Critical Care Physician and Medical Director for the Special Isolation Unit Jonathan Simmons poses for a portrait at UIHC during a training event on Tuesday, Oct. 24, 2017. The training focused on procedures and the equipment needed to handle highly infectious diseases. (James Year/The Daily Iowan)

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The University of Iowa Hospitals and Clinics has teamed up with the Nebraska Biocontainment Unit to add an extra layer of protection to both their employees and the Midwest.

Members of the media, including me, took off our press passes and scrubbed in for a mock pandemic situation. The helmet protecting my face was heavy and tight, the built-in fans made wearing it more bearable. We wore three layers of gloves, which made my fingers basically immobile. The practiced nurses didn’t seem to have that problem and could go about their tasks in the Special Isolation Unit with relative ease.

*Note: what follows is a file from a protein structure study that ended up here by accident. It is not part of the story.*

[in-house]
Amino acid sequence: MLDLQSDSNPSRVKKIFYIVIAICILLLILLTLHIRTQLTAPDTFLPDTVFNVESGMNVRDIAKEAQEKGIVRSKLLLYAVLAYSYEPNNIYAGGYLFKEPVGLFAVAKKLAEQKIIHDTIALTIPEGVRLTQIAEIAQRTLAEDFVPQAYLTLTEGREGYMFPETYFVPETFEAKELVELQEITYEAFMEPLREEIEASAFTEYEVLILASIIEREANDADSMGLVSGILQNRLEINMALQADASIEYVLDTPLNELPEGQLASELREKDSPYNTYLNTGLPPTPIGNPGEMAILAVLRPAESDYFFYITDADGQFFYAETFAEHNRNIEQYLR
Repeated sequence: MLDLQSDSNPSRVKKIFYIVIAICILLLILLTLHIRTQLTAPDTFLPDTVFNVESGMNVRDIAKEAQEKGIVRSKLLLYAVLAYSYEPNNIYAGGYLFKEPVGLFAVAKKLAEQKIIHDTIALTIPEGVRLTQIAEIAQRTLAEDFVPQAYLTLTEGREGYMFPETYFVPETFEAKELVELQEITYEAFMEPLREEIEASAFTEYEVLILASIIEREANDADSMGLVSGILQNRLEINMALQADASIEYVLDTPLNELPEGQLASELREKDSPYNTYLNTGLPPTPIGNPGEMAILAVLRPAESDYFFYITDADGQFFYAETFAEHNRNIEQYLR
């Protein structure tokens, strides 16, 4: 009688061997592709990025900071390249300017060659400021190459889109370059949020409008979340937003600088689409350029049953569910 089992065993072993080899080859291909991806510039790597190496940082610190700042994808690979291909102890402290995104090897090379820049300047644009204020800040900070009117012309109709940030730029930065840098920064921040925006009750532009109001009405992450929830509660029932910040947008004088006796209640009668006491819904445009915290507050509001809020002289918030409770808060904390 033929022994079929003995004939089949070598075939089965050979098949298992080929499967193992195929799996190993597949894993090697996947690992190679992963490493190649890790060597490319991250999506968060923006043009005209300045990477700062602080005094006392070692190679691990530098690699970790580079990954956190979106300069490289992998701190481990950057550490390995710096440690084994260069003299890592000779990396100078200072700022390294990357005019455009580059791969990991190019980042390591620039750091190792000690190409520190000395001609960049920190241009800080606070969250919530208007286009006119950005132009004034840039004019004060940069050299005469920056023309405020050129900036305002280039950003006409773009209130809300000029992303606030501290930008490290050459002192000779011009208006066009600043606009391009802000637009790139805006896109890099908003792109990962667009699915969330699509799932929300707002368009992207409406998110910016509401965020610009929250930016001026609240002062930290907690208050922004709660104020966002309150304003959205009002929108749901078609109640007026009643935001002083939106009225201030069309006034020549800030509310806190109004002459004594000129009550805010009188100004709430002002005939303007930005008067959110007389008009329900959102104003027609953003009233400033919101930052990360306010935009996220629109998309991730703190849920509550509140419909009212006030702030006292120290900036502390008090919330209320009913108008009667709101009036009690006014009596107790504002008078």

UIHC volunteers and I trained on Tuesday to work in the UIHC’s Special Isolation Unit. This unit was created in December 2014, during the Ebola outbreak.

At the time, there were only 13 hospitals in the country that were equipped to care for Ebola patients safely, and Nebraska Medicine was one of them.

Kate Boulter, a member of the Nebraska Biocontainment Unit Leadership Team, has successfully treated Ebola patients and made the unit the safest it can be for both the patient and the staff. She came here to help the university do the same.